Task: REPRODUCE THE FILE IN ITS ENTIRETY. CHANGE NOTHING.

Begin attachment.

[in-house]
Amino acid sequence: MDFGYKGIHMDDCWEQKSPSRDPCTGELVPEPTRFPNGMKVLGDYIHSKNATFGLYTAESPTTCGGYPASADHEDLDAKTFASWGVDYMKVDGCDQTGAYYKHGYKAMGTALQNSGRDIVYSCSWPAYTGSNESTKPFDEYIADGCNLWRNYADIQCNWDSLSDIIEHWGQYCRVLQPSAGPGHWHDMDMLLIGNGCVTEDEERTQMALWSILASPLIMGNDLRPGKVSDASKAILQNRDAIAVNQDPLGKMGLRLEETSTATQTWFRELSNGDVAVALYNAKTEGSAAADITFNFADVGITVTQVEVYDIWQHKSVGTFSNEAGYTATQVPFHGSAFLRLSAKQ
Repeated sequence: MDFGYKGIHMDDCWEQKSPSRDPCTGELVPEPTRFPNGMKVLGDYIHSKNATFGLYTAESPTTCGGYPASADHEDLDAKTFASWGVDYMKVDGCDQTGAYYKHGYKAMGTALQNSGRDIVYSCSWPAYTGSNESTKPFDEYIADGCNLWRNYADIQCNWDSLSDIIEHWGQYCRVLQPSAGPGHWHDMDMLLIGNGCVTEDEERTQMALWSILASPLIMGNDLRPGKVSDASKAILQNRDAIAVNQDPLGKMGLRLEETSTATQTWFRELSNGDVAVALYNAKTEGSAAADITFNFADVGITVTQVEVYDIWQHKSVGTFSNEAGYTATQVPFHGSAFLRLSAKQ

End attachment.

[in-house]
Amino acid sequence: MDFGYKGIHMDDCWEQKSPSRDPCTGELVPEPTRFPNGMKVLGDYIHSKNATFGLYTAESPTTCGGYPASADHEDLDAKTFASWGVDYMKVDGCDQTGAYYKHGYKAMGTALQNSGRDIVYSCSWPAYTGSNESTKPFDEYIADGCNLWRNYADIQCNWDSLSDIIEHWGQYCRVLQPSAGPGHWHDMDMLLIGNGCVTEDEERTQMALWSILASPLIMGNDLRPGKVSDASKAILQNRDAIAVNQDPLGKMGLRLEETSTATQTWFRELSNGDVAVALYNAKTEGSAAADITFNFADVGITVTQVEVYDIWQHKSVGTFSNEAGYTATQVPFHGSAFLRLSAKQ
Repeated sequence: MDFGYKGIHMDDCWEQKSPSRDPCTGELVPEPTRFPNGMKVLGDYIHSKNATFGLYTAESPTTCGGYPASADHEDLDAKTFASWGVDYMKVDGCDQTGAYYKHGYKAMGTALQNSGRDIVYSCSWPAYTGSNESTKPFDEYIADGCNLWRNYADIQCNWDSLSDIIEHWGQYCRVLQPSAGPGHWHDMDMLLIGNGCVTEDEERTQMALWSILASPLIMGNDLRPGKVSDASKAILQNRDAIAVNQDPLGKMGLRLEETSTATQTWFRELSNGDVAVALYNAKTEGSAAADITFNFADVGITVTQVEVYDIWQHKSVGTFSNEAGYTATQVPFHGSAFLRLSAKQ